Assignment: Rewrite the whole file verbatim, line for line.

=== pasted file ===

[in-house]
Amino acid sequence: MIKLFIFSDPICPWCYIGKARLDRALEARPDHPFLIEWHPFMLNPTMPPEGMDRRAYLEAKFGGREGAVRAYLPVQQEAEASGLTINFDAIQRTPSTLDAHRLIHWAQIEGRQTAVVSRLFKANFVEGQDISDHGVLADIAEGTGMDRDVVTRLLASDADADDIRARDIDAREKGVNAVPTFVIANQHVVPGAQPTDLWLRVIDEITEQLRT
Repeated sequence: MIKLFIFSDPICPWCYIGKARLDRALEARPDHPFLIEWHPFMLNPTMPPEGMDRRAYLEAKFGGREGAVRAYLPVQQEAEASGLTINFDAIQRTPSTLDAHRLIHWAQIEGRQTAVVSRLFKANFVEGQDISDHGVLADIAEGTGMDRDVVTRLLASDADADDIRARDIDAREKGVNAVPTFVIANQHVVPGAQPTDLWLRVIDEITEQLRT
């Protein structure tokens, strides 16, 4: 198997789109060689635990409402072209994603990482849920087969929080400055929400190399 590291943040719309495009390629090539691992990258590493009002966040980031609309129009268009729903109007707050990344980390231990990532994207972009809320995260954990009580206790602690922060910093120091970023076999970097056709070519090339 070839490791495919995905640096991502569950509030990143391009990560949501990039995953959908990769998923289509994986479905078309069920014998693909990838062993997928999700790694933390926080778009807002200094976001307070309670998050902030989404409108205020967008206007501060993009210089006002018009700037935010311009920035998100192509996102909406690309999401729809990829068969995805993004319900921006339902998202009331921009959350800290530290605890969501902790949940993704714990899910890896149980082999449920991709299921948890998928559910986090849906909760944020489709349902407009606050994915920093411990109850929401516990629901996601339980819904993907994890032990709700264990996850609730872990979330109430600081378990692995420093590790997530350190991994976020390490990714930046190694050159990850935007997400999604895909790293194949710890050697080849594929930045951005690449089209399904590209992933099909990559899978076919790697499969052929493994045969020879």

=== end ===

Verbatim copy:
[in-house]
Amino acid sequence: MIKLFIFSDPICPWCYIGKARLDRALEARPDHPFLIEWHPFMLNPTMPPEGMDRRAYLEAKFGGREGAVRAYLPVQQEAEASGLTINFDAIQRTPSTLDAHRLIHWAQIEGRQTAVVSRLFKANFVEGQDISDHGVLADIAEGTGMDRDVVTRLLASDADADDIRARDIDAREKGVNAVPTFVIANQHVVPGAQPTDLWLRVIDEITEQLRT
Repeated sequence: MIKLFIFSDPICPWCYIGKARLDRALEARPDHPFLIEWHPFMLNPTMPPEGMDRRAYLEAKFGGREGAVRAYLPVQQEAEASGLTINFDAIQRTPSTLDAHRLIHWAQIEGRQTAVVSRLFKANFVEGQDISDHGVLADIAEGTGMDRDVVTRLLASDADADDIRARDIDAREKGVNAVPTFVIANQHVVPGAQPTDLWLRVIDEITEQLRT
């Protein structure tokens, strides 16, 4: 198997789109060689635990409402072209994603990482849920087969929080400055929400190399 590291943040719309495009390629090539691992990258590493009002966040980031609309129009268009729903109007707050990344980390231990990532994207972009809320995260954990009580206790602690922060910093120091970023076999970097056709070519090339 070839490791495919995905640096991502569950509030990143391009990560949501990039995953959908990769998923289509994986479905078309069920014998693909990838062993997928999700790694933390926080778009807002200094976001307070309670998050902030989404409108205020967008206007501060993009210089006002018009700037935010311009920035998100192509996102909406690309999401729809990829068969995805993004319900921006339902998202009331921009959350800290530290605890969501902790949940993704714990899910890896149980082999449920991709299921948890998928559910986090849906909760944020489709349902407009606050994915920093411990109850929401516990629901996601339980819904993907994890032990709700264990996850609730872990979330109430600081378990692995420093590790997530350190991994976020390490990714930046190694050159990850935007997400999604895909790293194949710890050697080849594929930045951005690449089209399904590209992933099909990559899978076919790697499969052929493994045969020879």